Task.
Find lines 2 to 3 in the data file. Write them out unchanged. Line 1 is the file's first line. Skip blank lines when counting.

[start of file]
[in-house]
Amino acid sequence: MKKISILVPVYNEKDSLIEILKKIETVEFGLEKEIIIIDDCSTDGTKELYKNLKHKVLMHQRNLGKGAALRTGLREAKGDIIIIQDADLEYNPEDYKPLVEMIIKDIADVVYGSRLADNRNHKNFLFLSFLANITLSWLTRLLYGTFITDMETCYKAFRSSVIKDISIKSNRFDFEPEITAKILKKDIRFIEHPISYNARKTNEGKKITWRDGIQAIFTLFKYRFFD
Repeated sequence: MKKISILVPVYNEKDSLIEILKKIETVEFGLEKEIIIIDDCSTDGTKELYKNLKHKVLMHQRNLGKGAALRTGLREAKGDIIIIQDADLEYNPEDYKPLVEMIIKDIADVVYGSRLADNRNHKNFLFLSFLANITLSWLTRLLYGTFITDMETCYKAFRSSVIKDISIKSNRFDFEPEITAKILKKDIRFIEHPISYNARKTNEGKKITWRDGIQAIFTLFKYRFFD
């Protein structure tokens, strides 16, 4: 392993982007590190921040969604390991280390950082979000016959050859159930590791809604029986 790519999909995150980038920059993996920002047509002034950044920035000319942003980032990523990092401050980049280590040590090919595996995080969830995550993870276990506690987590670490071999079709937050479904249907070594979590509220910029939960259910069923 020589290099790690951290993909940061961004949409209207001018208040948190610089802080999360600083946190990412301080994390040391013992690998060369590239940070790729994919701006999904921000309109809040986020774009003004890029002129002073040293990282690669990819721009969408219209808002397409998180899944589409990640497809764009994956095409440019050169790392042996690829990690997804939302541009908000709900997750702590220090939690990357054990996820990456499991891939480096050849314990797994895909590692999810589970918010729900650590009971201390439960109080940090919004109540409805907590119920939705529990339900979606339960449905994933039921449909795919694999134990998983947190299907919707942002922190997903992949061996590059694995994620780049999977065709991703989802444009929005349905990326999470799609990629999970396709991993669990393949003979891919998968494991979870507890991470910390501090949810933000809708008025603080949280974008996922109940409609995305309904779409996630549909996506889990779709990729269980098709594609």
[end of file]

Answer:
Amino acid sequence: MKKISILVPVYNEKDSLIEILKKIETVEFGLEKEIIIIDDCSTDGTKELYKNLKHKVLMHQRNLGKGAALRTGLREAKGDIIIIQDADLEYNPEDYKPLVEMIIKDIADVVYGSRLADNRNHKNFLFLSFLANITLSWLTRLLYGTFITDMETCYKAFRSSVIKDISIKSNRFDFEPEITAKILKKDIRFIEHPISYNARKTNEGKKITWRDGIQAIFTLFKYRFFD
Repeated sequence: MKKISILVPVYNEKDSLIEILKKIETVEFGLEKEIIIIDDCSTDGTKELYKNLKHKVLMHQRNLGKGAALRTGLREAKGDIIIIQDADLEYNPEDYKPLVEMIIKDIADVVYGSRLADNRNHKNFLFLSFLANITLSWLTRLLYGTFITDMETCYKAFRSSVIKDISIKSNRFDFEPEITAKILKKDIRFIEHPISYNARKTNEGKKITWRDGIQAIFTLFKYRFFD